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Health care provider perception of chronic kidney disease: knowledge and behavior among African American patients



Chronic Kidney disease (CKD) is prevalent in the population, but also disproportionately affects African Americans. Disparities in care of chronic kidney disease and transplant for African Americans have also been reported. The purpose of this study is to determine the knowledge and reactions of chronic kidney disease patients regarding their disease, as perceived by nephrologists and clinic nurses in South Carolina.


Using a qualitative approach, key informant interviews were conducted with nephrologists, and three focus groups were held with nurses who specialize in chronic kidney disease. The results were recorded, transcribed, and analyzed using Qualrus software and the Grounded Theory Method.


Dominant themes in the interviews and focus groups include: reaction to chronic kidney disease, differences in race, patient thoughts on dialysis, patient knowledge of types of treatment available, information availability, compliance to treatment, information source, and thoughts on kidney transplantation. The study found that the majority of clinicians agreed that there is typically a wide range of reactions in patients with chronic kidney disease.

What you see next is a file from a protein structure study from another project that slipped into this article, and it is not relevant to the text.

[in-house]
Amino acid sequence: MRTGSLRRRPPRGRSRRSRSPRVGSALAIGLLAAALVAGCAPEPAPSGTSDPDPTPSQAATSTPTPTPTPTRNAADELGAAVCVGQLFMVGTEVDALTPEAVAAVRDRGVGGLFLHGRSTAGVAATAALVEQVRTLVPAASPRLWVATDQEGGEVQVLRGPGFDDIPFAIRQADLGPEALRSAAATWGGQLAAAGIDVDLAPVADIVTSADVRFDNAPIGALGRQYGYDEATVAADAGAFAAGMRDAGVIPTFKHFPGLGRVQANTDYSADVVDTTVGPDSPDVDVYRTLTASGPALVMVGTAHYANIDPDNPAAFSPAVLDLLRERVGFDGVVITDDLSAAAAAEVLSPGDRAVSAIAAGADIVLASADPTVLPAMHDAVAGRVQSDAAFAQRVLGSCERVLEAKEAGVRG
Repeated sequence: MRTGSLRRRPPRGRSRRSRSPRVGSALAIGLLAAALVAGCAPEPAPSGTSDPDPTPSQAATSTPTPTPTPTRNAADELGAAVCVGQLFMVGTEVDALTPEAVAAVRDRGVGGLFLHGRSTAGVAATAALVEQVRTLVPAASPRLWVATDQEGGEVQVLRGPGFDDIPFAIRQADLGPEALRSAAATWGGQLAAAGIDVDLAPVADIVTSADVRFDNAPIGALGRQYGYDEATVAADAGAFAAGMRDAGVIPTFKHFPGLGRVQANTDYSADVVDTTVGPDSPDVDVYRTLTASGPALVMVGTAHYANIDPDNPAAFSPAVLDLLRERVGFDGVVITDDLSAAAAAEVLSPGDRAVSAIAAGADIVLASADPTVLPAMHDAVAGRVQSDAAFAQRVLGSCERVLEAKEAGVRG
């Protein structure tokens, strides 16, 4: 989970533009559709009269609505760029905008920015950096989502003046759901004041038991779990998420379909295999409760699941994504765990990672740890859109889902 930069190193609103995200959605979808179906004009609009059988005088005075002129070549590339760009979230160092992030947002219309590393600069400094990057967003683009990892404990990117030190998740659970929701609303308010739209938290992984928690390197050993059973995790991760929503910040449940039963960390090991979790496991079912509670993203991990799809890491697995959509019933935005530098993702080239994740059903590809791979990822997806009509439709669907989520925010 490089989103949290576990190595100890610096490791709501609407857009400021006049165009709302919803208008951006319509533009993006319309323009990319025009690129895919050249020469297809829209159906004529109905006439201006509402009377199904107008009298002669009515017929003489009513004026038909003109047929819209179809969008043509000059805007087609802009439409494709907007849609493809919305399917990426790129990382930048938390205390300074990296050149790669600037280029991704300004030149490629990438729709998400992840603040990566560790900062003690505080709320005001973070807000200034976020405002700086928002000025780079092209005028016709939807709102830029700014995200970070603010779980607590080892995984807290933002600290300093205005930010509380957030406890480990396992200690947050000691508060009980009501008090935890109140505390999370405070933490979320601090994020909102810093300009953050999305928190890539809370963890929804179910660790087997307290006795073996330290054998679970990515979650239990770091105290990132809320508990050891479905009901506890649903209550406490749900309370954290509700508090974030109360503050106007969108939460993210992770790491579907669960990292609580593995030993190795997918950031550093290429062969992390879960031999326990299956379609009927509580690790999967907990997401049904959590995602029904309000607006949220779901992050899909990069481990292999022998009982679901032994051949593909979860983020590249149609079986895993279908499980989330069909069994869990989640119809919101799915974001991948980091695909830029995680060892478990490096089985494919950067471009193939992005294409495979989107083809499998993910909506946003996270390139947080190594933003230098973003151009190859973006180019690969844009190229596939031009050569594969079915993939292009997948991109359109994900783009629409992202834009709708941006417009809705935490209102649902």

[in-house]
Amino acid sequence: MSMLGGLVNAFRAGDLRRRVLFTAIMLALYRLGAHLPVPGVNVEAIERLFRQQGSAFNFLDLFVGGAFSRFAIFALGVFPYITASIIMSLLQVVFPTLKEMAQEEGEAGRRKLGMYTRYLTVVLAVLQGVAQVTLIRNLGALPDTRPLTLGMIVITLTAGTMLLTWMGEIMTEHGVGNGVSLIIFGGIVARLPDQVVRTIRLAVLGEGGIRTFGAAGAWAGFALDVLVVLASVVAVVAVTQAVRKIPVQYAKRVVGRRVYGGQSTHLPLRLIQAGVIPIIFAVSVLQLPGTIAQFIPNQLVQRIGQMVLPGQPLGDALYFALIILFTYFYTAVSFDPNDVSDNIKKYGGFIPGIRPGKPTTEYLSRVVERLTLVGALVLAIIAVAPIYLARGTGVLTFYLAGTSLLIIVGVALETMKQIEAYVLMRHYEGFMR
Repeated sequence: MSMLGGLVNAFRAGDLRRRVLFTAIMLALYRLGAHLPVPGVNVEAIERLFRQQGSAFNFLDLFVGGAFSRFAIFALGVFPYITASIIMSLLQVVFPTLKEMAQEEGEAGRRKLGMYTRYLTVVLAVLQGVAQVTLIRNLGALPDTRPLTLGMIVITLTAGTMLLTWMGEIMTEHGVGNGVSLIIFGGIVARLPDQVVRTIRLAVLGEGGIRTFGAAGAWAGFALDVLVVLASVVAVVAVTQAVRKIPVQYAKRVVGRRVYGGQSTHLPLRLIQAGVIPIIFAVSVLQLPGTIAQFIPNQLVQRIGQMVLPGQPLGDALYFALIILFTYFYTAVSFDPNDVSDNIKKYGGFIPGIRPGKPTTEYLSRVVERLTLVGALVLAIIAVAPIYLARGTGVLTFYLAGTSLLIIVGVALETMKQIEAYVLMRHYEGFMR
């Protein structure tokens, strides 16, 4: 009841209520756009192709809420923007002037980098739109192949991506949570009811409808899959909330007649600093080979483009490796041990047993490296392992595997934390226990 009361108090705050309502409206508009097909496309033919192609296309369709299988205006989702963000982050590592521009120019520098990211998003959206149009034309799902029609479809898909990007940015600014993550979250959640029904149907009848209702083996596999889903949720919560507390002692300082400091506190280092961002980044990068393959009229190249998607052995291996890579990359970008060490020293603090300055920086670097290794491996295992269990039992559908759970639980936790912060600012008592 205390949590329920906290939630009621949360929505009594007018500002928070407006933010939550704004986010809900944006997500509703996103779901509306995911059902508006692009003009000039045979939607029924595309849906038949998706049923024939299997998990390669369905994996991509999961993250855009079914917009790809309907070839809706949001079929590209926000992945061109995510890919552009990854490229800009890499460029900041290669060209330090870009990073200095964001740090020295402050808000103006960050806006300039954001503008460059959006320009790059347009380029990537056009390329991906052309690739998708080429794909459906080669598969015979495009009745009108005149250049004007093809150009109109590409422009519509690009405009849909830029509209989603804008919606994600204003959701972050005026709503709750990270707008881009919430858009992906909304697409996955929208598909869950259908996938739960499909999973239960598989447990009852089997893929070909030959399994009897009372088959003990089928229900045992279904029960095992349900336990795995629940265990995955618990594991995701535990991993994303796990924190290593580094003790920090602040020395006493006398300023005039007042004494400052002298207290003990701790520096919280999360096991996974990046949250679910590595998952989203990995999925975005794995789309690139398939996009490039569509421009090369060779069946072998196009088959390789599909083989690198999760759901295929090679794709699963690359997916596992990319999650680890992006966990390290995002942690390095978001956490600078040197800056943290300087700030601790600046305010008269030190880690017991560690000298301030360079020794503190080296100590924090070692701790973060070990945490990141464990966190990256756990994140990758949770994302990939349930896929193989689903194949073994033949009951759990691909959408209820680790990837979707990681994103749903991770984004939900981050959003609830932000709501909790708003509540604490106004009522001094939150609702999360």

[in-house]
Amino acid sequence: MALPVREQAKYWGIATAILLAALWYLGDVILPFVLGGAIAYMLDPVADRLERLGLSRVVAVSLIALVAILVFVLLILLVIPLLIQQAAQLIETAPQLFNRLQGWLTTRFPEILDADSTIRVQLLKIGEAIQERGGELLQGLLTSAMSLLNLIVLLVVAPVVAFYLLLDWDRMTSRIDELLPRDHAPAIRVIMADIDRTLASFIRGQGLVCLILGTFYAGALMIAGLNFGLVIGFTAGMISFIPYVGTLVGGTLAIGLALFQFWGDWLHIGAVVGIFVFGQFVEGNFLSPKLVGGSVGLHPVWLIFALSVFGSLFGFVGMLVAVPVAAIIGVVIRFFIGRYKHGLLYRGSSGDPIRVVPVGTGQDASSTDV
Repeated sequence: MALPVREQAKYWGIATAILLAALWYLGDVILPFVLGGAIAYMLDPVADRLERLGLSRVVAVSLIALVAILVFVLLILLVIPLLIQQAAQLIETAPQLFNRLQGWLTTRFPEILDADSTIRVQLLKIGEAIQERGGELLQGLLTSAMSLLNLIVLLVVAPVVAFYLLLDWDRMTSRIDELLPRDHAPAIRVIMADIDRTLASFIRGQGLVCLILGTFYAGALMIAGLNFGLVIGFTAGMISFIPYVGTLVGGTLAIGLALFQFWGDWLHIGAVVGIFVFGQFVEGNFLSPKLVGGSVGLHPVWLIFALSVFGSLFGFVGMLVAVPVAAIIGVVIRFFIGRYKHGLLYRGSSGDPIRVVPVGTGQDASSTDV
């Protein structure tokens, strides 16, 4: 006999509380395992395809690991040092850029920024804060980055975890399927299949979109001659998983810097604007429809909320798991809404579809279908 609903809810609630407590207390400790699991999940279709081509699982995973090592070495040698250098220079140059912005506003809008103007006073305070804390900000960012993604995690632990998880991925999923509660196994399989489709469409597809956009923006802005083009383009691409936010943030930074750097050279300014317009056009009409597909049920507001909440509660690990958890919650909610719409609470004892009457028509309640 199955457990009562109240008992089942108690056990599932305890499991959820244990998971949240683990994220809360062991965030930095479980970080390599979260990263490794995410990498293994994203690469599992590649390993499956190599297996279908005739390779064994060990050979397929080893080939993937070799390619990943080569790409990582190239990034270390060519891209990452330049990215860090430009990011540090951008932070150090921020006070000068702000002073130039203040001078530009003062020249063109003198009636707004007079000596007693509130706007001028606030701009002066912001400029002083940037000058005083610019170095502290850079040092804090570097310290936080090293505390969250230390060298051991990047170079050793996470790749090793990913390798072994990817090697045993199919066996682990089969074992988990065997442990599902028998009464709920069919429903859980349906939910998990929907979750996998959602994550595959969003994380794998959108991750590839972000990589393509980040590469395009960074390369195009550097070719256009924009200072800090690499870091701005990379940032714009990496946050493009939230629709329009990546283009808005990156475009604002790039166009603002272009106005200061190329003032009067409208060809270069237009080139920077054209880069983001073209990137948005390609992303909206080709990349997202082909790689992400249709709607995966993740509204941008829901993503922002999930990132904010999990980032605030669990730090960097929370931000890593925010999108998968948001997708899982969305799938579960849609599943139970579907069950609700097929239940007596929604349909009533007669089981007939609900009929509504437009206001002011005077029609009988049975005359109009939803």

The majority of chronic kidney disease patients remain in denial of their diagnosis and do not want to agree to the necessary treatment to improve their condition. In addition, the clinicians reported that the incidence of chronic kidney disease is highest in the African American population and this population of patients typically gets their information on the disease from peers, others they have known that have had renal failure. We find clinicians report that patients typically do not remain compliant to recommended treatment regimens due to lack of knowledge and feelings of denial and fear, and frequently use religiosity as a coping mechanism. Silent progression and complexity of chronic kidney disease frequently result in many patients lacking essential knowledge and developing poor coping mechanisms to seek appropriate follow-up care and prevent progression and optimize outcome. Health care providers are aware of the barriers but may lack the tools and resources to overcome them.

Peer Review reports


Chronic kidney disease (CKD) is a progressive condition that is a significant contributor to mortality and morbidity in the United States. Twenty million people older than twenty years of age, or more than 10% of all people have CKD [1]. CKD can lead to End Stage Renal Disease, and costs related to End Stage Renal Disease have been found to be high, as public and private funds paid more than $40 billion in 2009 with annual treatment costs per patient an average $70,000 [2]. End Stage Renal Disease rates are more than three times higher for African Americans than for Caucasians [2].